(3) "Does a lot meet the requirement set forth in the quoted statutory language if the most recent instrument of record prior to a restrictive zoning change reveals that the lot was separately owned, even though a previously recorded subdivision plan may reveal that the lot was at one time part of land held in common ownership?"

Because of our previous answers to questions one and two, the answer to question three is "yes." Our construction of the relevant sentence of G. L. c. 40A, Section 6, is required not only by logical and reasonable statutory construction but also by the maxim that statutes are to be construed so as to avoid an

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unconstitutional result or the likelihood thereof. Vaughan v. Max's Market, Inc., 343 Mass. 394 , 397 (1961), and cases cited. O'Malley v. Public Improvement Comm'n of Boston, 342 Mass. 624 (1961). Amendments to statutes, especially those dealing with property, generally have prospective effect only. Our "general rule [is that] statutes operate prospectively unless a contrary legislative intent is clearly shown." Nantucket Conservation Found., Inc. v. Russell Management, Inc., 380 Mass. 212 , 214 (1980). The sentence at issue does not indicate a contrary intent. Therefore, we read Section 6, fourth par., first sentence, as having a prospective effect. Such a construction furthers the purpose of Section 6, which is to protect once-valid buildable residential lots. See Sturges v. Chilmark, supra at 261.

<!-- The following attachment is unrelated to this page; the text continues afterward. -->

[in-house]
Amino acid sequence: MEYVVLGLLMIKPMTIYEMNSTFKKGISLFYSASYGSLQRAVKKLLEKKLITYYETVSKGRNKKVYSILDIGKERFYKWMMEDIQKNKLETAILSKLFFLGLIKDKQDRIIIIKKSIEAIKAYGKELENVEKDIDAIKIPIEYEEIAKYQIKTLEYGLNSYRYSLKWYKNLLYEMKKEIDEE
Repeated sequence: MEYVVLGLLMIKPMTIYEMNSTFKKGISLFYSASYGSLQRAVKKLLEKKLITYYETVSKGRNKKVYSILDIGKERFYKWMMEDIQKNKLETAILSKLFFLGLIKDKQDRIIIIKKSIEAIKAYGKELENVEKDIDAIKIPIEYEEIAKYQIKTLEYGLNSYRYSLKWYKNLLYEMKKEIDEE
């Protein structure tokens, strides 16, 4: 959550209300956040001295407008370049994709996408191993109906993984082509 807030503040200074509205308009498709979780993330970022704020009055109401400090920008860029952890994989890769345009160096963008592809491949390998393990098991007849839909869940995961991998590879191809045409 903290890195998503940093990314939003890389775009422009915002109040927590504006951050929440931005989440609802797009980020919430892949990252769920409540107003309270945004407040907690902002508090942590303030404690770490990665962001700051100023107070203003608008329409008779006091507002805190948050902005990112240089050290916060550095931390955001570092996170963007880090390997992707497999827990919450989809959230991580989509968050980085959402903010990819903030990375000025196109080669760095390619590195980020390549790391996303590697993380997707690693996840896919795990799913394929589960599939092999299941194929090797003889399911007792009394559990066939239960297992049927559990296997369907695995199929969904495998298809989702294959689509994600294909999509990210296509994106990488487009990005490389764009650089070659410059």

The answer to the first question certified to this court is that in the first sentence of the fourth paragraph of G. L. c. 40A, Section 6, the word "recording" does not necessarily refer to a plan.

The answer to the second question is that compliance of a lot with the common ownership requirement in the relevant sentence of G. L. c. 40A, Section 6, is determined by looking at the most recent instrument of record prior to the effective date of the zoning change from which the exemption is sought.

The answer to the third question is that a lot does meet the statutory requirements if the most recent instrument of record prior to a restrictive zoning change reveals that the lot was separately owned, even though a previously recorded subdivision plan may reveal that the lot was at one time part of land held in common ownership.


FOOTNOTES

[Note 1] Mary T. Adamowicz, Elizabeth M. Fleming, John R. Fleming, Ann Gallo,

Louis E. Gallo, Jr., Jo C. Garland, Philip J. Hansbury, Charles Lambros, trustee, Helen C. Lang, Robert M. Lang, Nancy Lee MacDonald, Armand Marcaurele, John H. Moore, James A. Nelson, Mary T. Nelson, Lillian T. Pacheco, Carole E. Phillips, Richard C. Phillips, A. Daniel Rubenstein, Delilah R. Rubenstein, Louis C. Schlaufman, John A. Thoren, Jr., Frank M. Torpezer, Shirley M. Torpezer, Lorraine F. Walsh, Thomas J. Walsh, Marvin Weiss, Vera J. Weiss, and Eva L. Wright.

[Note 2] The questions are as follows: (1) Does holding 1 [that the word

"recording," as it appears in G. L. c. 40A, Section 6, does not necessarily refer to the recording of a "plan"] correctly state the law of the Commonwealth?; (2) Does holding 2 [that it should be taken to refer "to the most recent instrument of record prior to the effective date of the zoning change from which the exemption is sought"] correctly state the law of the Commonwealth?; and (3) Does a lot meet the requirement set forth in the quoted statutory language if the most recent instrument of record prior to a restrictive zoning change reveals that the lot was separately owned, even though a previously recorded subdivision plan may reveal that the lot was at one time part of land held in common ownership?